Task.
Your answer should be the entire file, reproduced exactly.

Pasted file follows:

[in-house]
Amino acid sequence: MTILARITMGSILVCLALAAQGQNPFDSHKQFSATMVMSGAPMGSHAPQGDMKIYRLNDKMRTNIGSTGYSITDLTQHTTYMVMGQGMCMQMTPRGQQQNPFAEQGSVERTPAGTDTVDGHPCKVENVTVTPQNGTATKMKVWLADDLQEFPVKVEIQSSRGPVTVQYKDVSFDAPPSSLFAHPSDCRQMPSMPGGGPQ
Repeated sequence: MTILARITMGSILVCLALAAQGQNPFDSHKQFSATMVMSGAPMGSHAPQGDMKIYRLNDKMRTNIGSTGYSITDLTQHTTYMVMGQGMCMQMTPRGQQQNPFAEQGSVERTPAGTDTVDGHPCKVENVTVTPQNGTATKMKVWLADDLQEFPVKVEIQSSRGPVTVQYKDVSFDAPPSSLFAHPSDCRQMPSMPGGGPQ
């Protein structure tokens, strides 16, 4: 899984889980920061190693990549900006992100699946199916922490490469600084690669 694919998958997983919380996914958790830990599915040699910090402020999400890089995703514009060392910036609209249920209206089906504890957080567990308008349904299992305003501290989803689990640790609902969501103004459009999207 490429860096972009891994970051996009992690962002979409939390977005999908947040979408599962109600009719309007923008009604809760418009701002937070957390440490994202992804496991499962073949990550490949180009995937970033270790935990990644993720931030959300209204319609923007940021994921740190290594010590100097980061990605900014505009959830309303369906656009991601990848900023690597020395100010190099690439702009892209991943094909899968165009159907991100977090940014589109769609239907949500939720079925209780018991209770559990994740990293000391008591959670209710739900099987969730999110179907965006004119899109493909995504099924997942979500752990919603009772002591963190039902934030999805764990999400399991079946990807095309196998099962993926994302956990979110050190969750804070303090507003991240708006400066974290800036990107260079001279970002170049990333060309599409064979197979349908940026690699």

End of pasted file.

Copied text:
[in-house]
Amino acid sequence: MTILARITMGSILVCLALAAQGQNPFDSHKQFSATMVMSGAPMGSHAPQGDMKIYRLNDKMRTNIGSTGYSITDLTQHTTYMVMGQGMCMQMTPRGQQQNPFAEQGSVERTPAGTDTVDGHPCKVENVTVTPQNGTATKMKVWLADDLQEFPVKVEIQSSRGPVTVQYKDVSFDAPPSSLFAHPSDCRQMPSMPGGGPQ
Repeated sequence: MTILARITMGSILVCLALAAQGQNPFDSHKQFSATMVMSGAPMGSHAPQGDMKIYRLNDKMRTNIGSTGYSITDLTQHTTYMVMGQGMCMQMTPRGQQQNPFAEQGSVERTPAGTDTVDGHPCKVENVTVTPQNGTATKMKVWLADDLQEFPVKVEIQSSRGPVTVQYKDVSFDAPPSSLFAHPSDCRQMPSMPGGGPQ
């Protein structure tokens, strides 16, 4: 899984889980920061190693990549900006992100699946199916922490490469600084690669 694919998958997983919380996914958790830990599915040699910090402020999400890089995703514009060392910036609209249920209206089906504890957080567990308008349904299992305003501290989803689990640790609902969501103004459009999207 490429860096972009891994970051996009992690962002979409939390977005999908947040979408599962109600009719309007923008009604809760418009701002937070957390440490994202992804496991499962073949990550490949180009995937970033270790935990990644993720931030959300209204319609923007940021994921740190290594010590100097980061990605900014505009959830309303369906656009991601990848900023690597020395100010190099690439702009892209991943094909899968165009159907991100977090940014589109769609239907949500939720079925209780018991209770559990994740990293000391008591959670209710739900099987969730999110179907965006004119899109493909995504099924997942979500752990919603009772002591963190039902934030999805764990999400399991079946990807095309196998099962993926994302956990979110050190969750804070303090507003991240708006400066974290800036990107260079001279970002170049990333060309599409064979197979349908940026690699």